Mainland China reported no new domestic coronavirus cases for a third day, but a man without symptoms who tested positive before being cleared of the illness had a community in Wuhan on alert.
There were 41 new cases recorded on Friday in the mainland, all of them imported from overseas - including 14 patients in Beijing, nine in Shanghai and seven in Guangdong.
That was the third day there were no new local cases across the country, and the ninth day for provinces other than Hubei, which has been the worst hit by the virus.
But a case in Wuhan has raised concern about possible carriers who are not counted in the official figures because they do not have immediate symptoms, typically known as being asymptomatic.
Qiaokou authorities said a 62-year-old man from the district was tested for the pneumonia-like illness three times - he was negative on Tuesday, positive on Thursday, when he was admitted to hospital, but tested negative again on Friday.
The man did not have symptoms such as a fever or cough so was not counted as a confirmed case, according to a statement. He had gone for a check-up because of enlarged lymph nodes in his neck.
The statement was issued in response to photos on social media of a notice put up by the neighbourhood committee warning residents of the Lishui Kangcheng compound, where the man lives, that there was a confirmed Covid-19 case in the area.
Under its guidelines, the National Health Commission recognises that there could be asymptomatic carriers and they can be contagious, but they are not classified as confirmed cases and reported to the public until they show symptoms.
Two more cases were reported by a residential community in Wuhan on Friday, but authorities later clarified that they had already been counted in February - one patient had been discharged from hospital and the other was still being treated.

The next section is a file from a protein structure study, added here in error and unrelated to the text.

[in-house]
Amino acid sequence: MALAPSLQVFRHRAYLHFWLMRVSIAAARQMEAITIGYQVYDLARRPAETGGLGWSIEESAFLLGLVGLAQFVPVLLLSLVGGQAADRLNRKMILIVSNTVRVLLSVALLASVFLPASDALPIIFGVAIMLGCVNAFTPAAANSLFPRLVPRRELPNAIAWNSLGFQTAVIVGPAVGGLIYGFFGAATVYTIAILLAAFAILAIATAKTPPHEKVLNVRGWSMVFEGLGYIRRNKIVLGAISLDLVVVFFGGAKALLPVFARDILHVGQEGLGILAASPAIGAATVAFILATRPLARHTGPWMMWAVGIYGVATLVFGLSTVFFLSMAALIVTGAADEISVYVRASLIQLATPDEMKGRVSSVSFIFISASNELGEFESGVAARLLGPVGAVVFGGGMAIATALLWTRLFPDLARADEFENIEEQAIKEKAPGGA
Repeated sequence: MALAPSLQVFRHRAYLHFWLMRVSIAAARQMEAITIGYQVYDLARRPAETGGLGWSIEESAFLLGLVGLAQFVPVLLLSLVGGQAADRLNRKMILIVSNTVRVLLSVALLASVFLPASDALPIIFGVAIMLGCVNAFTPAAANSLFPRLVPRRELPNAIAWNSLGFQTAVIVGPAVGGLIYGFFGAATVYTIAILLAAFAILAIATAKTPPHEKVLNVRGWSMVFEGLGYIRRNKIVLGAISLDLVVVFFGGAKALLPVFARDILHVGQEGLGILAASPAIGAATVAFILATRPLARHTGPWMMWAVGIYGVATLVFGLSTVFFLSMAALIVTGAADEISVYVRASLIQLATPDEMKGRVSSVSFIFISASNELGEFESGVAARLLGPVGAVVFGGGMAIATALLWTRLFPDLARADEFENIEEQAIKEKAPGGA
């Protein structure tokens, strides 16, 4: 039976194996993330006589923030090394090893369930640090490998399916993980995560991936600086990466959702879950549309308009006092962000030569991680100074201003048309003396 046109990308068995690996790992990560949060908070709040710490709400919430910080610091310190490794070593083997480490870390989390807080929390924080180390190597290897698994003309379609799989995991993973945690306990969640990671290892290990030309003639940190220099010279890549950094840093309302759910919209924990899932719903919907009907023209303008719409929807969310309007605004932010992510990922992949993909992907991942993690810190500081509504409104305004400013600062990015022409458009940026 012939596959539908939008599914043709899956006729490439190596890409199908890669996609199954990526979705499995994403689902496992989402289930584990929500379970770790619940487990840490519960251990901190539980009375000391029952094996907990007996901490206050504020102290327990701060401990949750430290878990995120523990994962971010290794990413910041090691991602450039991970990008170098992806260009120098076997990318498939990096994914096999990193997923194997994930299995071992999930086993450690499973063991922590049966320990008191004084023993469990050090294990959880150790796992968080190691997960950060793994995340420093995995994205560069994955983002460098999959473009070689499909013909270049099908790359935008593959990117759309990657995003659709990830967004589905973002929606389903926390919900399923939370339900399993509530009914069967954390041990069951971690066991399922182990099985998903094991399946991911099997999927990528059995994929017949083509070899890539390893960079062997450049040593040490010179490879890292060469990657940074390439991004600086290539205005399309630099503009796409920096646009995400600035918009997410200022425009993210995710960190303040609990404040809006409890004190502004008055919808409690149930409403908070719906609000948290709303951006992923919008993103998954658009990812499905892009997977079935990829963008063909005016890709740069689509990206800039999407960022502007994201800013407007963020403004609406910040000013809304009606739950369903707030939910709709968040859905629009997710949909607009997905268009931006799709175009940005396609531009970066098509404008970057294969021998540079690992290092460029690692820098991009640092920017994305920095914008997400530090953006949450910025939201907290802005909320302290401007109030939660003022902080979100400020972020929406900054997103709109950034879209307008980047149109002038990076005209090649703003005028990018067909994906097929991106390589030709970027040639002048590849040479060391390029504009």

Wuhan reported its first case of the new virus strain in December, and it has since spread around the world, infecting more than 260,000 people and killing over 11,000 as of Saturday.
As the situation eases in China, authorities are now focusing on imported cases in cities including the capital Beijing, where all international arrivals must go into quarantine for 14 days, and passengers arriving in some cities are being tested for the virus.
Another asymptomatic case is being investigated by police in Hebei province - a 66-year-old man from Henan who fled the airport in Shenyang, Liaoning after arriving from the United States early on Wednesday. He tested positive for Covid-19 but did not have any symptoms.
However, instead of going to hospital, the man continued his journey, taking a domestic flight before boarding a train for Xuchang in Henan province. He was stopped in Xingtai in Hebei and taken to a hospital in the city, according to a statement from the local government on Friday.
Wu Hao, who is on the National Health Commission's disease control expert panel, said there could be more isolated cases cropping up in the community involving asymptomatic carriers or patients who experienced a longer incubation period than usual.
"[We] should be prepared for this - identify the case in time, control the infection source and isolate the close contacts so that no further transmission occurs," Wu told state broadcaster CCTV on Saturday.
Average onset of symptoms is five to six days after infection but it ranges from one to 14 days, according to a February report from a joint mission to China organised by the World Health Organisation and Chinese authorities.
Zeng Yixin, vice-minister of the National Health Commission, said last month that asymptomatic carriers were mainly identified when close contacts of confirmed cases were tested or cluster outbreaks were investigated.
Such cases are not reported so it is unclear how prevalent asymptomatic carriers are, but according to Wu Zunyou, chief epidemiologist at the Chinese Centre for Disease Control and Prevention, they account for a small number of infections, and about 75 per cent of them experience symptoms later.
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This article was first published in South China Morning Post.